ISLAMABAD - Foreign Office has said hanging Indian spy Kulbhushan Jadhav does not suit Pakistan as his existence will keep the case alive.

Pakistan is in no hurry to execute the Indian spy as he still has his mercy appeal pending before the army chief Gen Qamar Javed Bajwa, FO spokesperson Dr Mohammed Faisal told journalists at a briefing Sunday.

He said: “Even if the army chief rejects his appeal, he can still file another appeal to President [Mamnoon Hussain]. The army chief can take a decision in minutes or years. Same is the case with the president. His [Jadhav’s] existence is better than his death for us. This will keep the case alive. Or he will vanish like Ajmal Kasab [who was executed by India for his alleged role in 2008 Mumbai attacks].”

He said the delay in Jadhav’s execution was not to bargain for former colonel Mohammed Habib’s release. “This case has nothing to do with that. We have so many other things if we wanted a bargain,” the spokesperson argued.  Faisal said Jadhav would meet his wife and mother at the Foreign Office.

“We could have fixed their meeting at a jail but since we have nothing to hide, we have asked them to comfortably meet at the Foreign Office. We have also allowed an official of the Indian High Commission to be present at the meeting but this should not be mistaken as consular access,” he added.

Faisal said India had requested Pakistan not to allow media interaction of Jadhav’s mother and wife to ensure their privacy.

“We had invited the Pakistani and Indian media for coverage in addition to the international media but India did not favour such an interaction. We have not issued visas to the Indian journalists keeping in view the Indian request [against media interaction],” he said.

Asked if Jadhav’s family could unleash propaganda in India when they were back after the meeting, Faisal said: “They can do whatever they like but we are very clear. We did all this on humanitarian grounds on the request of Jadhav’s family.”

He added: “This request [for meeting] was made by India. We accepted it but there were also some requests [by India] that were rejected [by Pakistan]. We may share details later.”

Dr Faisal said Pakistan had a strong case in the International Court of Justice (ICJ) against India’s plea.

“The ICJ has not give a decision and at the most they can seek a re-trial or ask us for consular access. Our case is very strong. The staying of Jadhav’s hanging by the ICJ was not a verdict in the case but [was] meant to hear the case,” he maintained.

This month, Pakistan had rejected India’s plea for consular access to Jadhav at the ICJ, saying the facility could not be granted to a spy who had been convicted of terrorism.

In its counter-memorial submitted to the ICJ, Pakistan said the consular access under the Vienna Convention was not for terrorists but legal visitors.

Pakistan contended that Jadhav should not be considered an ordinary prisoner as he had confessed to his role in terrorism.

Jadhav was arrested last year in the Balochistan province for spying and stoking terrorism and sectarianism in the country.

Islamabad also handed over dossiers to the UN regarding Jadhav’s confessional statement.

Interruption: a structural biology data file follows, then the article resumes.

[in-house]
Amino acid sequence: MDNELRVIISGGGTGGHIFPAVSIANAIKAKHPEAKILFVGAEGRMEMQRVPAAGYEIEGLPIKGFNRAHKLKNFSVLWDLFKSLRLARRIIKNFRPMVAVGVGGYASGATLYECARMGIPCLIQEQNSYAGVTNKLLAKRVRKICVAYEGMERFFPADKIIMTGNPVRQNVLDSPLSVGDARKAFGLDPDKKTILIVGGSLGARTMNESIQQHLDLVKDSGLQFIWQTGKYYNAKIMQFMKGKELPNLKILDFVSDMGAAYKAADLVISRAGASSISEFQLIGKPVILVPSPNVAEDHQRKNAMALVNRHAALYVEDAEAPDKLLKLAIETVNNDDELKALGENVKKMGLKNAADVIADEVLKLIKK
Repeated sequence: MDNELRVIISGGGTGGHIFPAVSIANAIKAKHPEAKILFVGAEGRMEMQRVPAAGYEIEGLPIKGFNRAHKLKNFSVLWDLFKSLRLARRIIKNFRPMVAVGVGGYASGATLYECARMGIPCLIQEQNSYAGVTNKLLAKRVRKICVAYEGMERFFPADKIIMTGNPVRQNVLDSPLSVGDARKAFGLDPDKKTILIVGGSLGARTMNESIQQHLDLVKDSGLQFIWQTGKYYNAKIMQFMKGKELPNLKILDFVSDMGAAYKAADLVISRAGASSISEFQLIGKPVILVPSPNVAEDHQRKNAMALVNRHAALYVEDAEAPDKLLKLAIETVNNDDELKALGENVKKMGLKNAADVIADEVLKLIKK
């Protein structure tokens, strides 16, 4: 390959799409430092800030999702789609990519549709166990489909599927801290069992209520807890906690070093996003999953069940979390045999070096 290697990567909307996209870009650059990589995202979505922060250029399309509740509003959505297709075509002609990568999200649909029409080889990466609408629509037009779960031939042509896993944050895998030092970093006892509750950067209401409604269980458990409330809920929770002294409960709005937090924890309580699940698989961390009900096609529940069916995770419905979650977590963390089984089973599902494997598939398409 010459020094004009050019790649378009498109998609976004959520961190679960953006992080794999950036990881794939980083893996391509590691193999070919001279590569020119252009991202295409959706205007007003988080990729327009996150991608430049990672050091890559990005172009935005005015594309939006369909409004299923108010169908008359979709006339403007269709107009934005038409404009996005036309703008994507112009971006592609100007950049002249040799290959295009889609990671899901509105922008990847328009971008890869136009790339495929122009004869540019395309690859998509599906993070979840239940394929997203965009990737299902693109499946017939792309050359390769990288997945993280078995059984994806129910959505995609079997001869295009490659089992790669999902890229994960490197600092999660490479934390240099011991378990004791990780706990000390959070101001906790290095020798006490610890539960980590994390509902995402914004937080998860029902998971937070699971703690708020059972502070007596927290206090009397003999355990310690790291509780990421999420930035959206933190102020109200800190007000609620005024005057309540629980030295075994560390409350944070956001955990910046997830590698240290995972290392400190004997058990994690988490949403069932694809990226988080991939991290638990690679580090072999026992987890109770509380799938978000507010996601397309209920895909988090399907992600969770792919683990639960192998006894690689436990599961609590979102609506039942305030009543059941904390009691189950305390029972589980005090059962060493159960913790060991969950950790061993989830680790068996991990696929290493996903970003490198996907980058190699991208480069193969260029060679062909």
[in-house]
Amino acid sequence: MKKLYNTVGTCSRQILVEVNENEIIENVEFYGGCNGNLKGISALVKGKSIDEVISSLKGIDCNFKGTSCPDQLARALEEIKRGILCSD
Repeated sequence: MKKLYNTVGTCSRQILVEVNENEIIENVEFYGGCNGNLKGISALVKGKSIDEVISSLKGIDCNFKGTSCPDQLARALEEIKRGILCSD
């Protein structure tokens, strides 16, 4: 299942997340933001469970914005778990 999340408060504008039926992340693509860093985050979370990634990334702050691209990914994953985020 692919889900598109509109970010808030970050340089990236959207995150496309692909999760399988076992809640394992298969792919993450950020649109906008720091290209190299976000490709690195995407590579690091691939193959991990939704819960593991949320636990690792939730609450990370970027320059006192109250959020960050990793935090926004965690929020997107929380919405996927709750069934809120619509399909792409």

India has challenged Jadhav’s conviction in the ICJ but Pakistan disputed the jurisdiction after the court observed that turning down the request for consular access was a denial of right.

In May, the UN’s top court ordered Pakistan to stay Jadhav’s execution.

Referring to Jadhav’s confessional statement - in which he said: “I am still the serving officer in the Indian Navy and will be due for retirement by 2022 as a commissioned officer in Indian Navy after having completed 14 years of service by 2002”, – Faisal said India needed to identify whether Jadhav was Hussain Mubarik Patel or Jadhav.

“They admit he is a former navy official but have not given as any details. If he is retired, we need details. They need to tell us what he was doing in Pakistan,” he said.

Dr Faisal said Pakistan was struggling to find common ground with the Unites States amid tension.

“We are in talks and are trying to find a common ground. We have not lost hope. However, [if all efforts fail] we can look for other options [like creating a new bloc led by Russia and China],” he said.

This came after Foreign Minister Khawaja Mohammed Asif asked the US to learn from the experiences of Pakistan in the war against terrorism.

In a tweet, Asif said that the frustration of the US could be clearly seen through statements at the United Nations General Assembly session, adding that the failure in Afghan war was the reason of frustration.

He said: “Frustrations on diplomatic front in [the] UN, and [the] war in Afghanistan, are reflected in [the] statements of [the] US administration.”

The foreign minister added: “Don’t blame or threat us, learn from our experiences in [the] war against terror, if that is our common objective.”

Last week, the US Vice President, Mike Pence, told the US troops in Bagram Air Base that the US President, Donald Trump, had “put Pakistan on notice”.

He claimed that Pakistan had “much to lose”, if it continued to “harbour criminals”.

Pence said Pakistan must stop offering “safe havens” to Taliban factions and militants.

He alleged Pakistan had provided “safe haven to the Taliban” and other terrorist groups “too often”.

The Foreign Office responded sharply saying allies do not put each other on notice.

The foreign ministry said Pence’s statement was at “variance with the extensive conversations we have had with the US administration.”

Meanwhile, the first round of China-Afghanistan-Pakistan trilateral foreign ministers’ dialogue will be held in Beijing tomorrow (December 26). The dialogue is being held on the invitation of Chinese Foreign Minister Wang Yi.  Foreign Minister Asif and Afghan Foreign Minister Salahuddin Rabbani will lead their respective delegations at the dialogue.

 

Hanging Jadhav doesn’t suit Pakistan: FO